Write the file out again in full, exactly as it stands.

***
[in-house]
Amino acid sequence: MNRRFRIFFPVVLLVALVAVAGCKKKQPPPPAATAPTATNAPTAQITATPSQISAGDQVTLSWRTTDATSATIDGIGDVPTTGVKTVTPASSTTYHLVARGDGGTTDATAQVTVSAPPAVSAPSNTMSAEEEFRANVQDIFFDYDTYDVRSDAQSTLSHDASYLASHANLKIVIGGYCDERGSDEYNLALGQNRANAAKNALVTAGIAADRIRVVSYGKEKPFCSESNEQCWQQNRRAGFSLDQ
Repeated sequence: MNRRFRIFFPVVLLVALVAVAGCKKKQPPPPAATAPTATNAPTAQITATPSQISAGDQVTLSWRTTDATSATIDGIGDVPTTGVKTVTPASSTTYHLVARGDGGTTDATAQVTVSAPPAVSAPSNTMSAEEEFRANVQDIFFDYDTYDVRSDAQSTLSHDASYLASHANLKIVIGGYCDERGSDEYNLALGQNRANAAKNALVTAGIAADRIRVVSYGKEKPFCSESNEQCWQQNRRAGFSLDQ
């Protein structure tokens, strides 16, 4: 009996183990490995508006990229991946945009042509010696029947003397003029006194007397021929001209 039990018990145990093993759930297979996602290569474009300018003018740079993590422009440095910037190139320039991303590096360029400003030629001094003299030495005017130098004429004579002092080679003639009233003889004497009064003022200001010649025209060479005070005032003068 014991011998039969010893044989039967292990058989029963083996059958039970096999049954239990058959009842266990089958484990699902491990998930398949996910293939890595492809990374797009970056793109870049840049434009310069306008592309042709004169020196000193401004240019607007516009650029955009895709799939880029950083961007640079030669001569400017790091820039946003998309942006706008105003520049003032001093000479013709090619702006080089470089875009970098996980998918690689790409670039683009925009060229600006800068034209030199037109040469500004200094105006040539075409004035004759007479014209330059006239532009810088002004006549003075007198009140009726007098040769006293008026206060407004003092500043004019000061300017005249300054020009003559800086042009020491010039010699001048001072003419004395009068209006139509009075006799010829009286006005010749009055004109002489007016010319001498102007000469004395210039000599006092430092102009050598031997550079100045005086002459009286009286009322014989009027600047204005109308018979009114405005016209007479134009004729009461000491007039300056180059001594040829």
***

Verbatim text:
[in-house]
Amino acid sequence: MNRRFRIFFPVVLLVALVAVAGCKKKQPPPPAATAPTATNAPTAQITATPSQISAGDQVTLSWRTTDATSATIDGIGDVPTTGVKTVTPASSTTYHLVARGDGGTTDATAQVTVSAPPAVSAPSNTMSAEEEFRANVQDIFFDYDTYDVRSDAQSTLSHDASYLASHANLKIVIGGYCDERGSDEYNLALGQNRANAAKNALVTAGIAADRIRVVSYGKEKPFCSESNEQCWQQNRRAGFSLDQ
Repeated sequence: MNRRFRIFFPVVLLVALVAVAGCKKKQPPPPAATAPTATNAPTAQITATPSQISAGDQVTLSWRTTDATSATIDGIGDVPTTGVKTVTPASSTTYHLVARGDGGTTDATAQVTVSAPPAVSAPSNTMSAEEEFRANVQDIFFDYDTYDVRSDAQSTLSHDASYLASHANLKIVIGGYCDERGSDEYNLALGQNRANAAKNALVTAGIAADRIRVVSYGKEKPFCSESNEQCWQQNRRAGFSLDQ
């Protein structure tokens, strides 16, 4: 009996183990490995508006990229991946945009042509010696029947003397003029006194007397021929001209 039990018990145990093993759930297979996602290569474009300018003018740079993590422009440095910037190139320039991303590096360029400003030629001094003299030495005017130098004429004579002092080679003639009233003889004497009064003022200001010649025209060479005070005032003068 014991011998039969010893044989039967292990058989029963083996059958039970096999049954239990058959009842266990089958484990699902491990998930398949996910293939890595492809990374797009970056793109870049840049434009310069306008592309042709004169020196000193401004240019607007516009650029955009895709799939880029950083961007640079030669001569400017790091820039946003998309942006706008105003520049003032001093000479013709090619702006080089470089875009970098996980998918690689790409670039683009925009060229600006800068034209030199037109040469500004200094105006040539075409004035004759007479014209330059006239532009810088002004006549003075007198009140009726007098040769006293008026206060407004003092500043004019000061300017005249300054020009003559800086042009020491010039010699001048001072003419004395009068209006139509009075006799010829009286006005010749009055004109002489007016010319001498102007000469004395210039000599006092430092102009050598031997550079100045005086002459009286009286009322014989009027600047204005109308018979009114405005016209007479134009004729009461000491007039300056180059001594040829």